Friday, 12 October 2018

Read in 2018 - 15: Mark Twain

Mark Twain
by Thomas Ayck


From time to time, people ask – themselves or others – questions such as „If you could choose one person, past or present, to spend an evening with, who would it be?“

For many years now, I have two favourites, male and female. My female favourite is Queen Nefertiti, and my male favourite Mark Twain.



What did I know about Mark Twain? Not all that much, admittedly. I knew his real name (Samuel Langhorne Clemens) and that he began his writing career as a journalist. Of course I came across him first when I was a little girl – who has not read and enjoyed Tom Sawyer and Huckleberry Finn? Much later, I learned that he had written loads more, and had a rather quirky and intelligent sense of humour not appreciated by everybody.


When I was given my kindle about 5 years ago, I went on a downloading spree of free ebooks from Amazon, many of them classical works or by long-forgotten authors. There were several books by Mark Twain among them, and I have read and reviewed some of them on my blog; here, here and here.



This year, a friend gave me not one, not two, but THREE Mark Twain biographies for my birthday! One of them is his autobiography, I am saving that for last. The first one I finished weeks ago but got round to writing and posting my review only now.




It is a slim paperpack, but crammed full of information about Mr. Clemens, his life and his work. The choice of photos and illustrations is good company for the words. The author does not put a halo above his subject’s head, but paints the picture of a man who had his strengths and weaknesses like everybody else.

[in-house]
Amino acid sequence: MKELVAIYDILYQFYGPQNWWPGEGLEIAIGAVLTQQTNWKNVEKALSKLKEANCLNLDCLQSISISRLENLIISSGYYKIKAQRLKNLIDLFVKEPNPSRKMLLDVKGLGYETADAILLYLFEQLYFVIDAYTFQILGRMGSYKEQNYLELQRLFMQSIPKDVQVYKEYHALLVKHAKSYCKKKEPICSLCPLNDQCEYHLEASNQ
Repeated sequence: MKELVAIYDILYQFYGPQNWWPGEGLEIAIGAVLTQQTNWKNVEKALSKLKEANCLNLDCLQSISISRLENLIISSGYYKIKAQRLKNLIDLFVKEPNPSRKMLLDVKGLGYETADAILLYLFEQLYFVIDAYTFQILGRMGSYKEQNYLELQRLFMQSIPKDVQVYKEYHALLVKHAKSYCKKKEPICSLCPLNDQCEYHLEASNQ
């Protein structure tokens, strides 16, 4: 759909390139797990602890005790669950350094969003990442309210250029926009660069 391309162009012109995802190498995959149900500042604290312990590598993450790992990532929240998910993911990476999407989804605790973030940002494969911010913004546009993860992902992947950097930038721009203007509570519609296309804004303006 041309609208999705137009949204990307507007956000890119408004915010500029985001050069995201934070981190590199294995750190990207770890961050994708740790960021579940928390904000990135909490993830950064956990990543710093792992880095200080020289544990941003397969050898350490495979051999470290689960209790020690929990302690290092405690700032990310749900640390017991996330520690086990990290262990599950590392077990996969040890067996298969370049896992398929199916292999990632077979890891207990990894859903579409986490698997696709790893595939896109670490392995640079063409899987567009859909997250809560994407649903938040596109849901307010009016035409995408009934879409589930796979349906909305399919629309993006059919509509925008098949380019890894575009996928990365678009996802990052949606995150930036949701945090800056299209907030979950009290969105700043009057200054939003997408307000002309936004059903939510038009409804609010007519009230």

I learned a lot of this book. For instance, I did not know that he was such a loving and faithful husband and devoted father, or that he was as good as bankrupt because he enthusiastically put all his money into dubious inventions. He worked hard and left quite a lot of his writing unpublished. Friendships were maintained for decades, but he could also be completely unforgiving when offended (real or imagined).

His family life was happy and close, even though his wife was sickly all her life. Their first child died at the age of 2. Three of four children and his wife died within a few years of each other; only one daughter survived him; Clara lived until 1962. He met these heavy blows with increasing sarcasm and irony, but wrote about them in his autobiography (which I have yet to read) in a very dignified manner.